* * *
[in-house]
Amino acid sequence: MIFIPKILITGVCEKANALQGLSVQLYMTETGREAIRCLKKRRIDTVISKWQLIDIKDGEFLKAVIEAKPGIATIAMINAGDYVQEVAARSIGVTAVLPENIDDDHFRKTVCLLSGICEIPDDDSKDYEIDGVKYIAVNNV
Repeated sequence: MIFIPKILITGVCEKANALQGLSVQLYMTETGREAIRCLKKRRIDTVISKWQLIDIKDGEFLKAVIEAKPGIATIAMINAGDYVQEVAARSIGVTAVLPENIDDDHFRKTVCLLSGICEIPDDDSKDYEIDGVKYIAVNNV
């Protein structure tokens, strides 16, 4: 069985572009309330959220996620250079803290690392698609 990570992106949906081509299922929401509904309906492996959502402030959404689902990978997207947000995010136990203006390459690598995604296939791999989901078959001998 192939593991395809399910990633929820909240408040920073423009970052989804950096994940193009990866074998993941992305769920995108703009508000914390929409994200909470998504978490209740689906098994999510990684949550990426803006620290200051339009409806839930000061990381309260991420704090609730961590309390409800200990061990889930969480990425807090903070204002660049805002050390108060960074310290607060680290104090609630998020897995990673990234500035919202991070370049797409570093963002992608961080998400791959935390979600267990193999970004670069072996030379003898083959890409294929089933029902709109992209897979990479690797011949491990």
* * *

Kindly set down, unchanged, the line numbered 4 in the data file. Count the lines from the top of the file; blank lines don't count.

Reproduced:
């Protein structure tokens, strides 16, 4: 069985572009309330959220996620250079803290690392698609 990570992106949906081509299922929401509904309906492996959502402030959404689902990978997207947000995010136990203006390459690598995604296939791999989901078959001998 192939593991395809399910990633929820909240408040920073423009970052989804950096994940193009990866074998993941992305769920995108703009508000914390929409994200909470998504978490209740689906098994999510990684949550990426803006620290200051339009409806839930000061990381309260991420704090609730961590309390409800200990061990889930969480990425807090903070204002660049805002050390108060960074310290607060680290104090609630998020897995990673990234500035919202991070370049797409570093963002992608961080998400791959935390979600267990193999970004670069072996030379003898083959890409294929089933029902709109992209897979990479690797011949491990």